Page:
Çetin Çiftçi, a 55-year-old former inmate who was released on January 19, said in an interview that inmates in southeastern Turkey’s Van F-type prison could not access proper healthcare and were left to die.
Speaking to the Mezopotamya News Agency (MA), Çiftçi said during his time in prison he was not taken to the hospital or given medications although he suffered from complications due to hypertension and gout.
“My feet were swollen and I could barely walk. I asked for a cane, but the prison administration refused,” he said. “I could only walk with the help of my cellmates.”
Çiftçi said he frequently fainted but was never treated. “I was only taken to the hospital once after my cellmates insisted on my behalf, but the doctor just sent me back without prescribing any medication,” he added.
According to Çiftçi it takes up to a month for inmates to visit the prison doctor, and by that time their conditions have often worsened. Prison doctors were also not understanding, often insulting and humiliating inmates.
Çiftçi was arrested in November 2016 for allegedly aiding and abetting the outlawed Kurdistan Workers’ Party (PKK) and was handed down a two year, one month prison sentence.
He pointed out that political prisoners in particular were not taken seriously when they were sick. “The prison administration deliberately prevents political prisoners from accessing health care, and many are left to die. Ramazan Turan, a 70-year-old prisoner, was put in a solitary cell despite being old and sick,” Çiftçi said.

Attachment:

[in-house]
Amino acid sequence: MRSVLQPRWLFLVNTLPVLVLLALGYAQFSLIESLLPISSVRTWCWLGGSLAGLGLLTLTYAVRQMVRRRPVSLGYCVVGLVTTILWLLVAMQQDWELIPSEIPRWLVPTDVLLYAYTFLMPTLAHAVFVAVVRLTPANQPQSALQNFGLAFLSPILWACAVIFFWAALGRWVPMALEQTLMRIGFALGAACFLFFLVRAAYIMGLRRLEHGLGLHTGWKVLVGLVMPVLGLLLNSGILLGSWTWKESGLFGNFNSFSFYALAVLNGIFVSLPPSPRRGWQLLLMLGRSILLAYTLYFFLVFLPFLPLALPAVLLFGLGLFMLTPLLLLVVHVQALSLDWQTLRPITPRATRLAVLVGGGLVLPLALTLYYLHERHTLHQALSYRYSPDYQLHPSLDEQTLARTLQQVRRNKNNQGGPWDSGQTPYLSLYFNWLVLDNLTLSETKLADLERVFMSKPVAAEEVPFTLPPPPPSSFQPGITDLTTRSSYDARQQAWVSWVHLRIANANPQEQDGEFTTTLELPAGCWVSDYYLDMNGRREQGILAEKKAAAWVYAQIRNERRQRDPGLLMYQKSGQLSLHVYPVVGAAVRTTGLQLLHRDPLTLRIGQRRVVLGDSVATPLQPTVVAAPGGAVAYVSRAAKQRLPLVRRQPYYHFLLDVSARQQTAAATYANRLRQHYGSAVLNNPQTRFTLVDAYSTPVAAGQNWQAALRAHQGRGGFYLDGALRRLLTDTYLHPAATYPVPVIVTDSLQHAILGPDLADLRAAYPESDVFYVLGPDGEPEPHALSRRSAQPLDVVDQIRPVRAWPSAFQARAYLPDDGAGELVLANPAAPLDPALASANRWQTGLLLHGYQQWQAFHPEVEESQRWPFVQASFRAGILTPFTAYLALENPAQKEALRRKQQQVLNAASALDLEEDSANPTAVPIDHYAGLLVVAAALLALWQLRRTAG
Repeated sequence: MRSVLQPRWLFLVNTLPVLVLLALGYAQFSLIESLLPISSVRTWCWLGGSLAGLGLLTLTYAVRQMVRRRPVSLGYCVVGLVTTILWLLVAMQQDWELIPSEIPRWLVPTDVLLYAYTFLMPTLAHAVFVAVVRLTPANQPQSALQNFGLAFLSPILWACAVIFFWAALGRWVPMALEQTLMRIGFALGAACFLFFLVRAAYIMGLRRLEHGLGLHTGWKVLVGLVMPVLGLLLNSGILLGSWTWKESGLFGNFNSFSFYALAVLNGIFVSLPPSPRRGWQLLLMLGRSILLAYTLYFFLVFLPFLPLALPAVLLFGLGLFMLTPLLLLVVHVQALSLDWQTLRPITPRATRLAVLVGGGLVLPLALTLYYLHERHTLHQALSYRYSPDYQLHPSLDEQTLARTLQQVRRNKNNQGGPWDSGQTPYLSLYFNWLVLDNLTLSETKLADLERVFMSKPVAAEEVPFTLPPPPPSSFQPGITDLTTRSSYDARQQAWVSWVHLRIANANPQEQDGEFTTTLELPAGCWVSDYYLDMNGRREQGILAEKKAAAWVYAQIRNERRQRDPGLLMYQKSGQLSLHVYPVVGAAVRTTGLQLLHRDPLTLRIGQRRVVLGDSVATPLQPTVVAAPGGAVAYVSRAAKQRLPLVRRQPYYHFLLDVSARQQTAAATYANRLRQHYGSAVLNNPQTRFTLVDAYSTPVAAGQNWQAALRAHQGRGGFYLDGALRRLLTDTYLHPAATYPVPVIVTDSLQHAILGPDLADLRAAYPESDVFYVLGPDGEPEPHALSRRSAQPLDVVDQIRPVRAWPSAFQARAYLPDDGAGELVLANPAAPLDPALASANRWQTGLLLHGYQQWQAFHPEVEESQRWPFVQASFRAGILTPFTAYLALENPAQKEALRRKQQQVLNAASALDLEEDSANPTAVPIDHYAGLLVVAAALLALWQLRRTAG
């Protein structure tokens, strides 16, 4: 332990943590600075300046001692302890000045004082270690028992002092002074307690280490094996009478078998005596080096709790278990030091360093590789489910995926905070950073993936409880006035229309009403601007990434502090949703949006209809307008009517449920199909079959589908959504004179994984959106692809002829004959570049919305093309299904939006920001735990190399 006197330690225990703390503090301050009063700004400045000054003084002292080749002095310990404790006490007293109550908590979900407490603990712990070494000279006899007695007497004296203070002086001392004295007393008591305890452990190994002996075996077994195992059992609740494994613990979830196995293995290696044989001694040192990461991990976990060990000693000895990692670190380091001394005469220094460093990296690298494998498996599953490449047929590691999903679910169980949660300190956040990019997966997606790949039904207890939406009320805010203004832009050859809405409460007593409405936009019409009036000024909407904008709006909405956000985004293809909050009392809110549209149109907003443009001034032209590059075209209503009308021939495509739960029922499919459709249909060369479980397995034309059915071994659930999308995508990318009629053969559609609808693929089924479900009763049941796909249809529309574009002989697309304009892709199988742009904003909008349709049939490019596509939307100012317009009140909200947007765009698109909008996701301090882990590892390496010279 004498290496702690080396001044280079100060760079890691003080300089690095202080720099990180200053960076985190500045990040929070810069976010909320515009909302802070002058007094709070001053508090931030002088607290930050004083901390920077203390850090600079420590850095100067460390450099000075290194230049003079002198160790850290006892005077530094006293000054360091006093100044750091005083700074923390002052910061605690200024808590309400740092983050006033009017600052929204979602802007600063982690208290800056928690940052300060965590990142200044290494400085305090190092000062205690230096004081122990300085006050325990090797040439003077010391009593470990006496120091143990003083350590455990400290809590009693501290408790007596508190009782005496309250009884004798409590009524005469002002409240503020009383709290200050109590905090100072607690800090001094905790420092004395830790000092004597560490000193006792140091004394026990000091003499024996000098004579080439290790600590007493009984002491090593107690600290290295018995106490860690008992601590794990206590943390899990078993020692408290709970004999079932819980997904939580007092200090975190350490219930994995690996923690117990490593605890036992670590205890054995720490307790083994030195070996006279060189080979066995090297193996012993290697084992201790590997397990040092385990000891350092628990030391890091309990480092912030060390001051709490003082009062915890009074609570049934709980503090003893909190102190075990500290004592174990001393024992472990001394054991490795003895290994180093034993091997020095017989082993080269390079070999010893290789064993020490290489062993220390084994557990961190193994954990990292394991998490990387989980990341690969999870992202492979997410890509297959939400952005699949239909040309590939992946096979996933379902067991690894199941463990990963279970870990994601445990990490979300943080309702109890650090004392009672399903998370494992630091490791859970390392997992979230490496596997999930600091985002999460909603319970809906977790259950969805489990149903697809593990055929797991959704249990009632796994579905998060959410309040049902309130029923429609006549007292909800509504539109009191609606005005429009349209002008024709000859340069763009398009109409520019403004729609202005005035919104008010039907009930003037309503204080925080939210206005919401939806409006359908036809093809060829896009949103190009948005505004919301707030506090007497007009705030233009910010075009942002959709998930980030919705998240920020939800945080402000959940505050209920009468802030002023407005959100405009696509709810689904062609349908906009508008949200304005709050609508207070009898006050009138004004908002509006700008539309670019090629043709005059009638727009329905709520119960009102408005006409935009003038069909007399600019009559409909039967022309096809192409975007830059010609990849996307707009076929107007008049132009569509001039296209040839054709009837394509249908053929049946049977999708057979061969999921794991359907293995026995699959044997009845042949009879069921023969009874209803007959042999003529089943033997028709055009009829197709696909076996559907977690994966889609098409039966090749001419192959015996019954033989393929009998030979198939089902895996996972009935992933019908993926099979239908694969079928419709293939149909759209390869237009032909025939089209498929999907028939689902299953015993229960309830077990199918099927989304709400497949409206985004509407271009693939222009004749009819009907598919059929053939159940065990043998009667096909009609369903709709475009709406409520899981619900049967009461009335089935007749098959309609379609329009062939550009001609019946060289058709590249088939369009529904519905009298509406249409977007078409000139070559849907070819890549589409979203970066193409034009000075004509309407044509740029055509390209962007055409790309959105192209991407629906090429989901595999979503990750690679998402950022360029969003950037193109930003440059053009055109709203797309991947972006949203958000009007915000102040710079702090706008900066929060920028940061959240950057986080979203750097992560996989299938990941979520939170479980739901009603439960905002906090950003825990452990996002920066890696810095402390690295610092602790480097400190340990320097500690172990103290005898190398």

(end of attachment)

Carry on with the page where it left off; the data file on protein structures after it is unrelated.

Human rights activists and opposition politicians have frequently criticized authorities for not releasing critically ill prisoners so they can seek proper treatment.
During the COVID-19 pandemic, Züleyha Gülüm, a deputy from the pro-Kurdish Peoples’ Democratic Party (HDP), said Turkish prisons were turning into scenes of massacre and that political prisoners were the most disadvantaged.
According to the Human Rights Association (İHD), as of June 2020 there were more than 1,605 sick inmates in Turkish prisons, approximately 600 of whom were critically ill. Although most of the seriously ill patients had forensic and medical reports deeming them unfit to remain in prison, they were not released. Authorities refuse to free them on the grounds that they pose a potential danger to society. In the first eight months of 2020, five critically ill prisoners passed away because they were not released in time to receive proper medical treatment.